In it, but not of it. TPM DC
As the Albuquerque Journal reported yesterday -- after the NEA-New Mexico ran their ad, and before Martinez's response spot -- Trujillo's ex-husband Richard Carmona was charged in 2002 with battering and kidnapping an ex-girlfriend. His original conviction was reversed on appeal, but he was convicted again in 2006 and sentenced in 2007. Trujillo married Carmona in 2004, after the crime, and it is unknown when they divorced.
Trujillo has not commented in the press, but the union released a statement from her to the Journal:
"As a respected special education teacher in the public schools, I believe I have every right to voice my opinion on the best choice for governor of New Mexico," Trujillo said. "I firmly believe that choice is Diane Denish. My ex-husband was convicted of battery of his ex-girlfriend in the 3rd Judicial District. He is in prison, where he deserves to be."
"Susana Martinez did her job and helped to convict this criminal, but that doesn't mean she will be a governor who supports public education. I believe her support for taking money from public schools shows a complete lack of understanding of the funding needs of our public schools."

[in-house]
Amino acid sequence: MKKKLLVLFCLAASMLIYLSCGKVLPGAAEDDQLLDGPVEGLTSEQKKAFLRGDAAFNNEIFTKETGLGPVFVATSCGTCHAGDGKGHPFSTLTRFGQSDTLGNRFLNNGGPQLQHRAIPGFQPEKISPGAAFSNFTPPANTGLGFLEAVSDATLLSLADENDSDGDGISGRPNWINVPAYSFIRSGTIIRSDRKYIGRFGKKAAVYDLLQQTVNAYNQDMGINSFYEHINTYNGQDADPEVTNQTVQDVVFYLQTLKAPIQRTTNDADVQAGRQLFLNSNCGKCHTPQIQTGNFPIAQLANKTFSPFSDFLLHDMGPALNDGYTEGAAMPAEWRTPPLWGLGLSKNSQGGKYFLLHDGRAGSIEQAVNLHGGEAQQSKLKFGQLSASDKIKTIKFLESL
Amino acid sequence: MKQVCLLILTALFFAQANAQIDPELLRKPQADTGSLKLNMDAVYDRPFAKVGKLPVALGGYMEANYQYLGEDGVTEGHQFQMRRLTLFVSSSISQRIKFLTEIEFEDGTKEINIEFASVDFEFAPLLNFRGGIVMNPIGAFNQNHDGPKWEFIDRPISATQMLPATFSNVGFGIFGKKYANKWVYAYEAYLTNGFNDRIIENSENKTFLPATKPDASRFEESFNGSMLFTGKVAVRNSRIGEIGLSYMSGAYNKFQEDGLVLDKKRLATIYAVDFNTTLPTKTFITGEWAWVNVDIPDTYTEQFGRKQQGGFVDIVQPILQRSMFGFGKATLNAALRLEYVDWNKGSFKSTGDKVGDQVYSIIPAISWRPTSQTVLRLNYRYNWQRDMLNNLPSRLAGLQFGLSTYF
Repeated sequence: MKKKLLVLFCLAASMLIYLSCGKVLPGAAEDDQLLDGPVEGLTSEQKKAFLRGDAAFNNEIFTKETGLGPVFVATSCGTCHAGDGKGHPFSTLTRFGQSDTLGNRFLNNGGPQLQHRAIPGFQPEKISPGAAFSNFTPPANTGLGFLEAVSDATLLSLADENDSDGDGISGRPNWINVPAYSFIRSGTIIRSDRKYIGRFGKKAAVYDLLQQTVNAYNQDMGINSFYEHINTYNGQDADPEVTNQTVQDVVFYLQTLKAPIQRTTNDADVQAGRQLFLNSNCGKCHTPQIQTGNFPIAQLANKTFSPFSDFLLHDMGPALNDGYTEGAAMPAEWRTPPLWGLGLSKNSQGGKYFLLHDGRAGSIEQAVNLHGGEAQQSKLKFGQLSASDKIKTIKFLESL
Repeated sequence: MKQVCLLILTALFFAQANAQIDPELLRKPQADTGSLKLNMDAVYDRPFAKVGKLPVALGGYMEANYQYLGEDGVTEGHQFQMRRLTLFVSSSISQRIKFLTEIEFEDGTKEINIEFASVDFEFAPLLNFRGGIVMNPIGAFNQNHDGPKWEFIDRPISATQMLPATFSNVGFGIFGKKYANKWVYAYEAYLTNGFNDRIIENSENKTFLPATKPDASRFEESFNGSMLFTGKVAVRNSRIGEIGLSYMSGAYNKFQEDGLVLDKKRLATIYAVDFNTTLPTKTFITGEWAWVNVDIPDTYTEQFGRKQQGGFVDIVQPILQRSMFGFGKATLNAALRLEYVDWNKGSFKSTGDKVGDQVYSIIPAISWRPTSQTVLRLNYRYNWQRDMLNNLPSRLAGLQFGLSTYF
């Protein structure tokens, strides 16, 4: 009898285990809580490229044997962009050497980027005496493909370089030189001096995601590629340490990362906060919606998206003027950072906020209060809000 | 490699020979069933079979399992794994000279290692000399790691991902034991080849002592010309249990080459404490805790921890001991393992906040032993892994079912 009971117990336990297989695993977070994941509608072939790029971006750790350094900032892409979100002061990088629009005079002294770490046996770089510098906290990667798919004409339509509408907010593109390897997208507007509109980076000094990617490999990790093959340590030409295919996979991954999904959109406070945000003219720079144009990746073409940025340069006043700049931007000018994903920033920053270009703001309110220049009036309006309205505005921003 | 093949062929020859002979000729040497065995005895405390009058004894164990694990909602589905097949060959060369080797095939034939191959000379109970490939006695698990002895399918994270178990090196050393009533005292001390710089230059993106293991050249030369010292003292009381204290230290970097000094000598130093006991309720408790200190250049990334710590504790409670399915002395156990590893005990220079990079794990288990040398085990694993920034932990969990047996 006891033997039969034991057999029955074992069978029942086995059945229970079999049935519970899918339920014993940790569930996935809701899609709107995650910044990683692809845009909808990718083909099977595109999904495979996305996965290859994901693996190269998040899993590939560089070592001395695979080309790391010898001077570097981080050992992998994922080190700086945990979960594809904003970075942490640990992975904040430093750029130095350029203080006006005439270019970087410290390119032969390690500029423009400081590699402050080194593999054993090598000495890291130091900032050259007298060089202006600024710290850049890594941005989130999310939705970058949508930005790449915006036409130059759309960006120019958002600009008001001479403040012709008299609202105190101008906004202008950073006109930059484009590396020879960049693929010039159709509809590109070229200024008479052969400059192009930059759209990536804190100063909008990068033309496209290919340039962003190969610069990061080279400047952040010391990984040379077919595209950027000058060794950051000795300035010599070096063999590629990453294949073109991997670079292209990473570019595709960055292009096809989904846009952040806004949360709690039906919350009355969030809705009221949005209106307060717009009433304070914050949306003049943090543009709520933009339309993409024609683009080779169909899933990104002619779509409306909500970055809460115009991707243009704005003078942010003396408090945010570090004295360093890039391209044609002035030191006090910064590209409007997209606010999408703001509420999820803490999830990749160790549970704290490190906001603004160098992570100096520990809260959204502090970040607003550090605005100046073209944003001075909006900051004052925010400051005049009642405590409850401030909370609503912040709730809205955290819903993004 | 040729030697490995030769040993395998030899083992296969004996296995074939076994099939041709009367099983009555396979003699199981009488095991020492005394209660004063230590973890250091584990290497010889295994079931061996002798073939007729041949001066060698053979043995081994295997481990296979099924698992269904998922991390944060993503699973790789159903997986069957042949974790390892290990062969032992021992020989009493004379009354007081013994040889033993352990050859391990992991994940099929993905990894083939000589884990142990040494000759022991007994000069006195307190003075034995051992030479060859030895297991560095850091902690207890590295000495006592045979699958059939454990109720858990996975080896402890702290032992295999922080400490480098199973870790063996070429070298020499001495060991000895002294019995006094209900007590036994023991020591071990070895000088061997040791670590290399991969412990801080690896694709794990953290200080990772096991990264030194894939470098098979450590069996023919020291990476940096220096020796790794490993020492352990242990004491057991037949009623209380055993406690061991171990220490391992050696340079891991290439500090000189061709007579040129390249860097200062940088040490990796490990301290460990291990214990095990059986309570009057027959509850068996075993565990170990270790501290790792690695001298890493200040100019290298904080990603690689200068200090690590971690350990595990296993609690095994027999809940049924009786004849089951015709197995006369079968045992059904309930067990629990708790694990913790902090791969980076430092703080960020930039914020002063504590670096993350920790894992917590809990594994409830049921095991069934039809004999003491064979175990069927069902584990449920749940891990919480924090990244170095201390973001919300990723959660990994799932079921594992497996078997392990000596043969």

I asked the NEA-New Mexico's government relations coordinator Eduardo Holguin whether the union made an error in judgment by having Trujillo in their ad, in light of the circumstances. "No because it's two different issues. It's absolutely two different issues," said Holguin. "And Freda has gone on record saying the prosecution of this person was absolutely the right thing to do, and this person should be in jail for his actions. But that is different form her taking a stance on a public education issue that is a big issue in this election. Her husband or ex-husband being arrested and put up on charges and convicted has nothing to do with her right to express her feelings on who she thinks would be the best governor for public schools."
Holguin further criticized Martinez on the substance of the union's original ad -- that she has been dishonest about her stance on public education -- and also added: "It's easy to call the kettle black, but where is the deceptive behavior coming on this part? And do we want someone in power who wants to keep an enemies list?"
Here's the original ad:
The TPM Poll Average gives Martinez a lead of 47.8%-41.5%.